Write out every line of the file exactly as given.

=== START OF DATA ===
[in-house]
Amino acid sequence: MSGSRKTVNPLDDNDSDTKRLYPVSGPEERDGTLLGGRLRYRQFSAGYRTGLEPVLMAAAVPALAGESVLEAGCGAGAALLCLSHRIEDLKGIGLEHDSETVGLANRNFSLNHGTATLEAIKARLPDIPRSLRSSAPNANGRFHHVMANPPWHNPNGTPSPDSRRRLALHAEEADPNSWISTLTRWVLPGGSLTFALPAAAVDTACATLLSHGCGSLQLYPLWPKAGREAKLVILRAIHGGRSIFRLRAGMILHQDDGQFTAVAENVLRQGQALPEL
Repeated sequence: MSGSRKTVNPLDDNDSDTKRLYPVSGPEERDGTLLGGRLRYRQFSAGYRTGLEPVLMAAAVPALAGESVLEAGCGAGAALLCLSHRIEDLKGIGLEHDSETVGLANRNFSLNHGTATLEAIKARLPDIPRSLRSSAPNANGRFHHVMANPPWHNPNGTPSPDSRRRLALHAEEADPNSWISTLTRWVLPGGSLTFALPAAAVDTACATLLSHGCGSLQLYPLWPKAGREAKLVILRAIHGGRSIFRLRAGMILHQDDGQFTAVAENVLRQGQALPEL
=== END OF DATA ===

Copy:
[in-house]
Amino acid sequence: MSGSRKTVNPLDDNDSDTKRLYPVSGPEERDGTLLGGRLRYRQFSAGYRTGLEPVLMAAAVPALAGESVLEAGCGAGAALLCLSHRIEDLKGIGLEHDSETVGLANRNFSLNHGTATLEAIKARLPDIPRSLRSSAPNANGRFHHVMANPPWHNPNGTPSPDSRRRLALHAEEADPNSWISTLTRWVLPGGSLTFALPAAAVDTACATLLSHGCGSLQLYPLWPKAGREAKLVILRAIHGGRSIFRLRAGMILHQDDGQFTAVAENVLRQGQALPEL
Repeated sequence: MSGSRKTVNPLDDNDSDTKRLYPVSGPEERDGTLLGGRLRYRQFSAGYRTGLEPVLMAAAVPALAGESVLEAGCGAGAALLCLSHRIEDLKGIGLEHDSETVGLANRNFSLNHGTATLEAIKARLPDIPRSLRSSAPNANGRFHHVMANPPWHNPNGTPSPDSRRRLALHAEEADPNSWISTLTRWVLPGGSLTFALPAAAVDTACATLLSHGCGSLQLYPLWPKAGREAKLVILRAIHGGRSIFRLRAGMILHQDDGQFTAVAENVLRQGQALPEL